Marc Riboud… a humanist photojournalist

Marc RIBOUD, a major figure in the world of photography, passed away on 30 August 2016 aged 93, leaving us with no less than 400,000 photographs. Riboud was part of that generation of photographers who focused their experienced and sensitive eyes on the small and marginal things in life. With curiosity as his primary motivation, he believed in the instinct of the moment and visual pleasure above all.
An engineer by training, he turned his teenage pastime into his profession, perhaps motivated by the Vest Pocket Kodak that his father gave him when he was 14 and with which he took his first pictures.
His famous 1953 photograph, Painter of the Eiffel Tower, showing Zazou poised above the void, brush in hand, was used on the cover of the prestigious American Life Magazine and got him admitted to Magnum under the leadership of Henri CARTIER-BRESSON and Robert CAPA who became his mentors. Indeed it is no coincidence that the picture which started his career is today his most expensive work on the secondary market (nearly $16,000, Sotheby’s Paris in 2012). After travelling all over France, his photojournalism work took him to a large number of international destinations: he was one of the first photographers to travel to communist China in 1957 before ending his trip in Japan in 1958. Thereafter, Riboud took his lenses to nearly all of the world’s major hotspots: Algeria’s independence in 1962, China’s cultural revolution in 1966, opposition to the Vietnam war in Washington in 1967 which produced the legendary photograph Girl with a flower showing the protester Jan Rose Kasmir in front of national guard soldiers with their bayonet rifles (nowadays an icon of anti-war sentiment). He also covered May 1968 in Paris, Prague in 1977, the hostage-siege at the US Embassy in Teheran in 1979, Solidarnosc in 1980, the Klaus Barbie trial in Lyon in 1987, Barack Obama’s victory in 2008… Marc Riboud won numerous prizes including the Prix Nadar in 2012 for his book Vers l’Orient and his photographs were published in numerous magazines during his lifetime. Today he ranks among the top 200 best-selling and most-collected photographers, mainly in France and the United States.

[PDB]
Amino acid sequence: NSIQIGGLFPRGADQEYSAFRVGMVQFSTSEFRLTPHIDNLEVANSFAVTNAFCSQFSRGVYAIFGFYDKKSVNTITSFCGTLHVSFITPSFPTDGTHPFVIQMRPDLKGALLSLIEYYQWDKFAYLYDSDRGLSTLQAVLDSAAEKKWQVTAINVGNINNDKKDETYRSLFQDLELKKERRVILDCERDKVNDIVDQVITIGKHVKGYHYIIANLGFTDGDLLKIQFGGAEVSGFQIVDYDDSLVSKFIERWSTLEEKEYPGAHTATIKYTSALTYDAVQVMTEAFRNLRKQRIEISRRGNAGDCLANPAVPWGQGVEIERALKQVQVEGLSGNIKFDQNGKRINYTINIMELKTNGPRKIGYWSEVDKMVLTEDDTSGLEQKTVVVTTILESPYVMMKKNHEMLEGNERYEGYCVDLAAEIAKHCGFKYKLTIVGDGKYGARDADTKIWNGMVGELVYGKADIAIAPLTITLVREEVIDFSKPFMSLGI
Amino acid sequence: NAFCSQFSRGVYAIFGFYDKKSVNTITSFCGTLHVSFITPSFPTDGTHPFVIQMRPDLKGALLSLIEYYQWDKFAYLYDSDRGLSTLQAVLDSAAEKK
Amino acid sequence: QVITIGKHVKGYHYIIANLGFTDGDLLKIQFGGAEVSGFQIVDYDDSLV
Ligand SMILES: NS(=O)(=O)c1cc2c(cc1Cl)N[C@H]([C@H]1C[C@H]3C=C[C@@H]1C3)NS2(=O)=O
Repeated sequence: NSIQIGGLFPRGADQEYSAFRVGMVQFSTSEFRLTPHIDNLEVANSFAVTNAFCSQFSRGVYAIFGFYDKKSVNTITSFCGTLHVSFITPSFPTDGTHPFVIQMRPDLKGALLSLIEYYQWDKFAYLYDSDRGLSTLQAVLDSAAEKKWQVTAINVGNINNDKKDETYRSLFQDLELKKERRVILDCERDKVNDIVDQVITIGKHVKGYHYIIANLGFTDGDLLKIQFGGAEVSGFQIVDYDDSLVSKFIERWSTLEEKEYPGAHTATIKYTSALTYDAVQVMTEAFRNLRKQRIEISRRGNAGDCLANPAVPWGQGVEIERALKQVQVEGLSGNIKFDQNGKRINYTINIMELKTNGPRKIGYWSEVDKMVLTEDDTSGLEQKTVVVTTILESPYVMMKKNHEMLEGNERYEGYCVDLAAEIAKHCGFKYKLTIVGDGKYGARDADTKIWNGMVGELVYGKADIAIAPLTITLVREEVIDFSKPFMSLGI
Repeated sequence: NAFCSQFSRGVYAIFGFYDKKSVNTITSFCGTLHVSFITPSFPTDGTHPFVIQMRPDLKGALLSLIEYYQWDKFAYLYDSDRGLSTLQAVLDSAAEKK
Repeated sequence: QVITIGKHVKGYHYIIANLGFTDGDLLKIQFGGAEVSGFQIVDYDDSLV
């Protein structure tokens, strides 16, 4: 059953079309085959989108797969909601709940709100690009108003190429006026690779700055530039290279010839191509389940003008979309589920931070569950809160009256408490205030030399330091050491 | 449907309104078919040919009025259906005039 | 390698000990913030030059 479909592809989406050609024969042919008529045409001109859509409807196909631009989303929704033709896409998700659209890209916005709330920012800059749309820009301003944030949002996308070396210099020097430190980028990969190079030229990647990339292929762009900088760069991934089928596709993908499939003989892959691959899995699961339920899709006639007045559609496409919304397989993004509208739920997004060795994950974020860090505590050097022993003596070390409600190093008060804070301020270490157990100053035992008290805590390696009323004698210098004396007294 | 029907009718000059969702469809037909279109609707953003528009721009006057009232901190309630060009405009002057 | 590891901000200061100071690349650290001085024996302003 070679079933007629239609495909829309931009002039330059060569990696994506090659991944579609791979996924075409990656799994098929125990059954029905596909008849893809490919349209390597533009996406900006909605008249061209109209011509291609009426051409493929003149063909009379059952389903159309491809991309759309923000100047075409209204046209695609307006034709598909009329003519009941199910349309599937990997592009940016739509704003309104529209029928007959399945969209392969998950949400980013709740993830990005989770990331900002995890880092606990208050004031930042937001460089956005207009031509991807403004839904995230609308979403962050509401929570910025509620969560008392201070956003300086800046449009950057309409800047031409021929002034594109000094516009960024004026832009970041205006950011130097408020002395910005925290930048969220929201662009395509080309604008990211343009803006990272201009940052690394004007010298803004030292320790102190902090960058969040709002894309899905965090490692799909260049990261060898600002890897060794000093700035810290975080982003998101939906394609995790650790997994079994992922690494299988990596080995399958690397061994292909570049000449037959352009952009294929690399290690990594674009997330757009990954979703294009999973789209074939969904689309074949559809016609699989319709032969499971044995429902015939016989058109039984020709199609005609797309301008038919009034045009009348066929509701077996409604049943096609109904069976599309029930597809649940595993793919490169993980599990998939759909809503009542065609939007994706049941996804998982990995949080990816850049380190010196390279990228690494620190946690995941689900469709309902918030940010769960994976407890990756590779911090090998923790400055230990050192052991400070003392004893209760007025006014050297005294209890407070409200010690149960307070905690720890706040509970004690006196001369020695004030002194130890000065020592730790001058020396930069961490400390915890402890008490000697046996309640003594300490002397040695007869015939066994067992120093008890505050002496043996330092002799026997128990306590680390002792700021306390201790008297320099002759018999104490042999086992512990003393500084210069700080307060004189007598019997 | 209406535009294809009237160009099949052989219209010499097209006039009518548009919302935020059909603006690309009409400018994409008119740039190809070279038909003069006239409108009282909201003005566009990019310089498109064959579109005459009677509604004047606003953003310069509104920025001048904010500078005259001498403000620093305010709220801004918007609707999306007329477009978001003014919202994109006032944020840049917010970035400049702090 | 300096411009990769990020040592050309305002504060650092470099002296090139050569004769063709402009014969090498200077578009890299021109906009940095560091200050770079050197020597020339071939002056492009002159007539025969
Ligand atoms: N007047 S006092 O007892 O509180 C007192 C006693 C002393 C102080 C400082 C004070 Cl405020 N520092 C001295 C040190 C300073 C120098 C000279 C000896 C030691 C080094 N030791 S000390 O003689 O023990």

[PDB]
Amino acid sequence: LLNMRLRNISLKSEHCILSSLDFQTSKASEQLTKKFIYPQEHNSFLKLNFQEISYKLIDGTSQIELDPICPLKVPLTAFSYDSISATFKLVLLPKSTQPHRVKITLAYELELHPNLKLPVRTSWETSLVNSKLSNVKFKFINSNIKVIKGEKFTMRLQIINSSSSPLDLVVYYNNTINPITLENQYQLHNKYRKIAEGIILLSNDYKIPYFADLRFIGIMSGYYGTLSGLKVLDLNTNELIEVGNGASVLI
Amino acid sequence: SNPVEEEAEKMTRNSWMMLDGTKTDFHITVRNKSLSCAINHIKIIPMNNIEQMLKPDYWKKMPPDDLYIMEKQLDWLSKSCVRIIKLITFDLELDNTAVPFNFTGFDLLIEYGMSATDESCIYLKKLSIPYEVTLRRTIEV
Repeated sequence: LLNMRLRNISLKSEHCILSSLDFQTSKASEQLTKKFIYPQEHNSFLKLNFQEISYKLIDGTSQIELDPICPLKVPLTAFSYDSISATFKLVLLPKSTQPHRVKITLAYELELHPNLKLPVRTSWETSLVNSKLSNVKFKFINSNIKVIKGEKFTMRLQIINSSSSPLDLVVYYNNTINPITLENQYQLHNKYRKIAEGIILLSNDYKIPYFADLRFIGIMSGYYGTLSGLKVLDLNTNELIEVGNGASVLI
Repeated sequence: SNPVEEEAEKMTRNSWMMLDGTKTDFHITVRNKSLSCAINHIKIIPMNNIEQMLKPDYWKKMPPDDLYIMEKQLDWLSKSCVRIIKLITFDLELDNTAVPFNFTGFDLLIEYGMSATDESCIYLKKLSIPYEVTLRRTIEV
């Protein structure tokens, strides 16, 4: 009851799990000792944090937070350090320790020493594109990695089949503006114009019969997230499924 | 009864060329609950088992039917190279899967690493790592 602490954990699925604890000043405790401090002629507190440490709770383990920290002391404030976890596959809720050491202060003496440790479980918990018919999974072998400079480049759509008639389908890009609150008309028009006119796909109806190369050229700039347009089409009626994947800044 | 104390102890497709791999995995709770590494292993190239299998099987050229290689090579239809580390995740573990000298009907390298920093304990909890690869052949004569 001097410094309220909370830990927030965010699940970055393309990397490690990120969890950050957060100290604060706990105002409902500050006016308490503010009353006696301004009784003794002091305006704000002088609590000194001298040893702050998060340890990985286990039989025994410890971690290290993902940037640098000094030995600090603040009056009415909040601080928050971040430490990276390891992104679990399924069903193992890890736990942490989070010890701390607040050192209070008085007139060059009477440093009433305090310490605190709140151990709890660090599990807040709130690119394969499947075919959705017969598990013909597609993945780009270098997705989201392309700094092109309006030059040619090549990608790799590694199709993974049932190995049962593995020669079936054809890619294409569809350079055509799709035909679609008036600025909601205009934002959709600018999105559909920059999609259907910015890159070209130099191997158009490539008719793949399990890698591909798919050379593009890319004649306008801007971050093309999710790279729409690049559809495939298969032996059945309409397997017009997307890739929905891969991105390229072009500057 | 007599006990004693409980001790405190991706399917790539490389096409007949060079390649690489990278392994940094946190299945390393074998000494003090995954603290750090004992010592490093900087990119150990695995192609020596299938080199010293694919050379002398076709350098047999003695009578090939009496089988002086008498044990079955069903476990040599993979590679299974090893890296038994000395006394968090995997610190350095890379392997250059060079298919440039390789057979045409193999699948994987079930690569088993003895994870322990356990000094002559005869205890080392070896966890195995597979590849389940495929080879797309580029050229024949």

Both a humanist photographer and a photojournalist, Marc Riboud portrayed the world with a singular and characteristic style of its own reflecting his love of life and mankind, but also his sensitivity to daily suffering that he managed to illustrate in his own poetic way. In order to ensure his work continues to live and be viewed by new eyes, he donated all of his archives to the Guimet Museum, which will soon be organising a major exhibition dedicated to his work.